Health Survey Needed for Dumpsite PopulationFebruary 13, 2020
BY JOHN CHRISMA – FREELANCE JOURNALIST
EVERY night, more than a dozen homeless squatters go to bed without adequate permanent housing and by day they work as scavengers under extremely unhealthy harsh conditions at the Ranadi dumpsite in Honiara.
That figure is currently unknown and it might increase in the future if they can be included in the form of the community health survey. The living situations of these individuals can vary greatly, ranging from sleeping in make-shift shelters to single mothers and their children with health problems.
To best serve the homeless population in the isolated and underprivileged community of Honiara, a former resident of the dumpsite, Jerry Junior Ologa highlighted the vital importance to engage local health workers to undertake a community health survey to address the health issues associated with the underserved populations of Ranadi dumpsite.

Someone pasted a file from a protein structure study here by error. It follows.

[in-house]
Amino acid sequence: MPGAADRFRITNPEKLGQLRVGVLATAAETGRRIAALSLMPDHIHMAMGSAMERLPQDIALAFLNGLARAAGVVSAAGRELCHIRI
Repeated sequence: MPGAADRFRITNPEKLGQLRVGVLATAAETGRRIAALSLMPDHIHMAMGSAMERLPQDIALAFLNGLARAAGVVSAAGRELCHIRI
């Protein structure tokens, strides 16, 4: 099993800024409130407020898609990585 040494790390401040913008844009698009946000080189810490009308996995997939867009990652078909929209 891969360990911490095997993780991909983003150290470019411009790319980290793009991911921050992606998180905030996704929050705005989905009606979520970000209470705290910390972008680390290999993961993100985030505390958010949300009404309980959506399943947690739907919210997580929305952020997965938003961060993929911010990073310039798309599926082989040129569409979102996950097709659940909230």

Mr. Ologa, 38 from Malaita province said such a survey will help identify risk factors for communicable and environmental diseases, work-related illnesses and injuries among underserved populations.
“There are babies or children, who have suffered from malnutrition and lose weight etc…therefore a community health survey is a right method to address the problem at the Ranandi dumpsite.
“We live in an ill-fated environment here in the squatter, and we survived with outdated food almost every day.
“We made our daily living by racing for food upon every arriving garbage truck at the rubbish dumpsite, which I understand this is not good for our health,” Mr. Ologa added.
He is calling on governmental health authorities to at least assess the underserved population of the Ranadi dumpsite in Honiara.
“Such a health survey is critical to find health solutions of underserved populations such as the minority of the population experiencing homelessness and scavenging for a living,” Ologa said.